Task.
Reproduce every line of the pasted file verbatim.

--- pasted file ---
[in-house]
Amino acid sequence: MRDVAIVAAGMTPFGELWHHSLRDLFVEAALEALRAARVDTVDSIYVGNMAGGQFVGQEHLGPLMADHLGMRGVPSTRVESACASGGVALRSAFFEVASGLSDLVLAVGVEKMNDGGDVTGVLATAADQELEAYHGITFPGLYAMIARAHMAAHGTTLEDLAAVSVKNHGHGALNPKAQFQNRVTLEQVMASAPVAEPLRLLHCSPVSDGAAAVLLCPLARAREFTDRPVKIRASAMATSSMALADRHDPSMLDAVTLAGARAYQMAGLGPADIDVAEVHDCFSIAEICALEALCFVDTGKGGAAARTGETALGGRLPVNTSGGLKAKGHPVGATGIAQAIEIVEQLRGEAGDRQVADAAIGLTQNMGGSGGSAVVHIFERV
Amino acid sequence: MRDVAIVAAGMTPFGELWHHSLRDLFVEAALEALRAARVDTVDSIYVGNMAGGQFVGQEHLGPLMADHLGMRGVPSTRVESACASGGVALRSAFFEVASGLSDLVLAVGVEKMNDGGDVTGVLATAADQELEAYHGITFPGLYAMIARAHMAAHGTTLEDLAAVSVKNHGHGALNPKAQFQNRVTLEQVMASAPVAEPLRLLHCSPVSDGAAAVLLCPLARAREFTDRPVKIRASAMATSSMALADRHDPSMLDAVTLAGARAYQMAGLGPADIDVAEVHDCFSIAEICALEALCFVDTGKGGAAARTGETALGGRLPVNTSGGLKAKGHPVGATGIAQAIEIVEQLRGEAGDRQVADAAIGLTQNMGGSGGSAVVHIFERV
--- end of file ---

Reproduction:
[in-house]
Amino acid sequence: MRDVAIVAAGMTPFGELWHHSLRDLFVEAALEALRAARVDTVDSIYVGNMAGGQFVGQEHLGPLMADHLGMRGVPSTRVESACASGGVALRSAFFEVASGLSDLVLAVGVEKMNDGGDVTGVLATAADQELEAYHGITFPGLYAMIARAHMAAHGTTLEDLAAVSVKNHGHGALNPKAQFQNRVTLEQVMASAPVAEPLRLLHCSPVSDGAAAVLLCPLARAREFTDRPVKIRASAMATSSMALADRHDPSMLDAVTLAGARAYQMAGLGPADIDVAEVHDCFSIAEICALEALCFVDTGKGGAAARTGETALGGRLPVNTSGGLKAKGHPVGATGIAQAIEIVEQLRGEAGDRQVADAAIGLTQNMGGSGGSAVVHIFERV
Amino acid sequence: MRDVAIVAAGMTPFGELWHHSLRDLFVEAALEALRAARVDTVDSIYVGNMAGGQFVGQEHLGPLMADHLGMRGVPSTRVESACASGGVALRSAFFEVASGLSDLVLAVGVEKMNDGGDVTGVLATAADQELEAYHGITFPGLYAMIARAHMAAHGTTLEDLAAVSVKNHGHGALNPKAQFQNRVTLEQVMASAPVAEPLRLLHCSPVSDGAAAVLLCPLARAREFTDRPVKIRASAMATSSMALADRHDPSMLDAVTLAGARAYQMAGLGPADIDVAEVHDCFSIAEICALEALCFVDTGKGGAAARTGETALGGRLPVNTSGGLKAKGHPVGATGIAQAIEIVEQLRGEAGDRQVADAAIGLTQNMGGSGGSAVVHIFERV